Photo by George Conklin
by James M. Wall
In Feburary, 1991, a column I wrote for the Christian Century, a magazine which I then edited, was entitled, Ideals and Exploitation in the Desert Sands. I wrote the column in the first days of “victory” in the first Gulf War. At the time, of course, I assumed that Saddam Hussein would soon be deposed as the Iraqi leader. As it turned out, it took a younger Bush more than a decade longer to accomplish this assignment.
The insights I sought to share at the time emerged from my reading of the noted Protestant theologian Reinhold Niebuhr. I concluded the column with observations I believe remain valid today.
Here are the concluding paragraphs of that 1991 column. To read the entire column click on ideals-and-exploitation.
Only an ironic view of history can make sense of a policy that encourages a dictator right up to the point at which he crosses one border too many. And only an irony of history can appreciate the tinny sound of our rationale for fighting this war on behalf of Kuwait, when it is obvious that if Kuwait’s major export were brussels sprouts our reaction would have been far less vigorous.
When this war finally ends, presumably with an allied victory, we will once again face choices. We will confront an Arab region which will have suffered another humiliating defeat. Our Arab allies will be burdened with hav ing enlisted Western assistance in overcoming Saddam Hussein, which in itself will be a form of humiliation. And, of course, we will have caused considerable damage and suffering in Iraq.
Whatever happens to Hussein himself, his Islamic card will remain. Gilles Kepel, writing in Le Monde before the war began, concluded that “the political language of Islam had achieved a pregnant ideological weight [in the region] vastly more considerable than it had 10 years ago” (quoted by Doug Ireland in the Village Voice, January 22). The “re-Islamization” of the region has involved not only the strictest adherence to the norms of Islam in every aspect of daily life, but also a critique of existing political power.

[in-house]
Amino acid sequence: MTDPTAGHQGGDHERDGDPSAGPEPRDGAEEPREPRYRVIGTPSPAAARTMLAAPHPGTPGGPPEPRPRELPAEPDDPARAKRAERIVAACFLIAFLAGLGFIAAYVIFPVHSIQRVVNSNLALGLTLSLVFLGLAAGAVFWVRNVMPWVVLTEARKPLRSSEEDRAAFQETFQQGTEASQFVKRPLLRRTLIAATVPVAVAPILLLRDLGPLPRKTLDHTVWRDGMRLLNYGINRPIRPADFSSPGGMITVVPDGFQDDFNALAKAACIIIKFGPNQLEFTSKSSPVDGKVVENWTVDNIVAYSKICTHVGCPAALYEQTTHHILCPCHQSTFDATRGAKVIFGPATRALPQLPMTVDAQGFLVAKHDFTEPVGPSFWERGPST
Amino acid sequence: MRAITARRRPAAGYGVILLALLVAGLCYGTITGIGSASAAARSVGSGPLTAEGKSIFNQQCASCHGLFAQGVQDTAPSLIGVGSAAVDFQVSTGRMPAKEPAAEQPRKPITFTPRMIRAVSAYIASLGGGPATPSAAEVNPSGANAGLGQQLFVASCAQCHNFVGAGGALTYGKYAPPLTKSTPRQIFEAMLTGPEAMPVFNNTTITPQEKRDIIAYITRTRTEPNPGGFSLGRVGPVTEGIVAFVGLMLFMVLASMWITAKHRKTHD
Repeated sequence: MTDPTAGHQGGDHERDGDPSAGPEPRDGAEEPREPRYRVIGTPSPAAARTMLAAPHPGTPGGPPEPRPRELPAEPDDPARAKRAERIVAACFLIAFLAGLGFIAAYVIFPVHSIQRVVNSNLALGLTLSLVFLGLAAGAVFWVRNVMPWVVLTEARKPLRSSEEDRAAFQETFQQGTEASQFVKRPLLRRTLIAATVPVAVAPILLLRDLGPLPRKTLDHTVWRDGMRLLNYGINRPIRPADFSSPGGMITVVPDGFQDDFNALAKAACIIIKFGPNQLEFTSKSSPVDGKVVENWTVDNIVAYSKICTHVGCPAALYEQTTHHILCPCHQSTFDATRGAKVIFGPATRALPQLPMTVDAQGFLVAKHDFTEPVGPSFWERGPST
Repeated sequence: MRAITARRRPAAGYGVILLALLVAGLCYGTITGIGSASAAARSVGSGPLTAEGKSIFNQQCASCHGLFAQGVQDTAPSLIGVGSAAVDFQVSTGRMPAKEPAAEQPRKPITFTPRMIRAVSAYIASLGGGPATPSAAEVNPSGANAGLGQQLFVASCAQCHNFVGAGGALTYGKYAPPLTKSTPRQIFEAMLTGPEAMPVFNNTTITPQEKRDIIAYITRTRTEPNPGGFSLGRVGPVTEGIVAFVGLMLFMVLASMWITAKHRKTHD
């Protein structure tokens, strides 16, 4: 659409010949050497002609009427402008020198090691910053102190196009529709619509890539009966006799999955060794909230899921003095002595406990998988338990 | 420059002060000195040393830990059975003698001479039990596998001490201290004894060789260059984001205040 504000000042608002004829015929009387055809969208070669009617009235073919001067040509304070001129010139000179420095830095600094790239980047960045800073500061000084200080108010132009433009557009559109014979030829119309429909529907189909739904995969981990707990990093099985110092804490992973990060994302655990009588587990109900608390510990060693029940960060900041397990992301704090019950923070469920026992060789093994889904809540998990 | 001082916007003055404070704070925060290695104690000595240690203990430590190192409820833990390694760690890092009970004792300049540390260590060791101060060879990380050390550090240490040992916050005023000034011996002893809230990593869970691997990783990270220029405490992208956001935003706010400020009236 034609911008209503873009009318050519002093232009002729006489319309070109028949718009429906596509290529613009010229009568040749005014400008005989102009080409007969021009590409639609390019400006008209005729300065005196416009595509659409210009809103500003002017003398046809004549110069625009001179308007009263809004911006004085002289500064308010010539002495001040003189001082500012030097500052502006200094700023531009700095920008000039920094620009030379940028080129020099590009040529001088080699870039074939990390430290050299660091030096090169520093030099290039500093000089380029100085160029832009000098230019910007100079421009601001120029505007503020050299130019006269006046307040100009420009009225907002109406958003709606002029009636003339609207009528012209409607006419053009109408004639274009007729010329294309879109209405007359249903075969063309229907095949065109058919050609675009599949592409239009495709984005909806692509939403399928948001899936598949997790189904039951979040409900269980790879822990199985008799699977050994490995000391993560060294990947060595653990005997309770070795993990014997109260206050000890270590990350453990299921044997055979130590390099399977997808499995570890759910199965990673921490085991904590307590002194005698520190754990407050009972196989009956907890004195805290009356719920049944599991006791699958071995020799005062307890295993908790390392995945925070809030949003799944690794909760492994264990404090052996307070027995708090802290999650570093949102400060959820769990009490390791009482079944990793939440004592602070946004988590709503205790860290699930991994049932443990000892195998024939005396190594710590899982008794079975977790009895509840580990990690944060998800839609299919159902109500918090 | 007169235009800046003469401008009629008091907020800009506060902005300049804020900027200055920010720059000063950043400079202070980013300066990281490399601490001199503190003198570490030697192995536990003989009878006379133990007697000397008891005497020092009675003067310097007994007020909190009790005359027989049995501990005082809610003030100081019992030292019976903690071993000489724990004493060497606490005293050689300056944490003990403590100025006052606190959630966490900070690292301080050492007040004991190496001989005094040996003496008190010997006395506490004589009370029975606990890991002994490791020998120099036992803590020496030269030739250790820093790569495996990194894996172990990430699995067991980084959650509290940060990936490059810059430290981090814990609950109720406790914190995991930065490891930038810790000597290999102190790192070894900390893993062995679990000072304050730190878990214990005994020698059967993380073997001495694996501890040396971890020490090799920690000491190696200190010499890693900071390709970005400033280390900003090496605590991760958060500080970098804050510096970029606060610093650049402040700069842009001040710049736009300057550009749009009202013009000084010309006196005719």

This means, wrote Kepel, that another Hussein will “surge forth from the Middle East . . . to play the same card and preach the jihad.” To avoid this, he says, the West “must propose a way out of the weightiest problems that perpetuate such insupportable tensions in that part of the world. This way out must include a form of autonomy for the Palestinians, and … economic development in the region, on the scale of the Marshall Plan.” (emphasis added).
When the war ends, we can continue to view the region through a narrow lens of self-interest, or we can listen to the cries in the region demanding change. The only good that could come from this war will be a chance for the West to recognize how self-defeating its previous policies have been. Religious fervor, linked to Arab pride, will not be bombed into submission, and the elimination of one ruler will not alter that fervor.
In April, 2008, the University of Chicago Press issued a new edition of Reinhold Neibuhr’s, The Irony of American History. Andrew J. Bacevich, wrote in his introduction to the new edition: “Irony provides the master key to understanding the myths and delusions that underpin American statecraft. . . . [This book by Neibuhr] is the most important book ever written on US foreign policy.” Andrew J. Bacevich is also the author of The Limits of Power, and was recently featured on Bill Moyers’ Journal. (For more on Niebuhr see Richard Fox’ Niebuhr biography).
In introducing the new edition of Irony to its readers, the University of Chicago Press offered this endorsement from Barack Obama, the new Democratic nominee for president:
I take away [from the works of Reinhold Niebuhr] the compelling idea that there’s serious evil in the world, and hardship and pain. And we should be humble and modest in our belief we can eliminate those things. But we shouldn’t use that as an excuse for cynicism and inaction. I take away . . . the sense we have to make these efforts knowing they are hard.”
In my 1991 Christian Century column, I referred to some of the key terms in Niebuhr’s writing on history, citing insights from Richard Fox:
“To use Niebuhr’s categories, it would be nothing less than ‘pathetic’ if we concluded that we have reached this juncture in our national life through no fault of our own. And it would be “tragic” if we had to acknowledge that we have made all the decisions that put us here.
Describing Niebuhr’s understanding of the ‘irony of history,’ Richard Fox reminds us that ’the unexpected disappointments and dilemmas of American life [are] the result not of fully conscious choice, but of partly unconscious stumbling”. Fox also points out that there is hope in viewing our history ironically. If we grasp the past as ‘ironic’ rather than as ‘pathetic’ or ‘tragic.’, it is possible that we can be led to a ‘renewed sense of responsibility for [our] future.”
Maybe not this week, but maybe at some point during next week’s Republican convention, Obama might like to reread some of his favorite sections from The Irony of American History. It is high time we had a president with a “renewed sense of responsibility for [our] future”.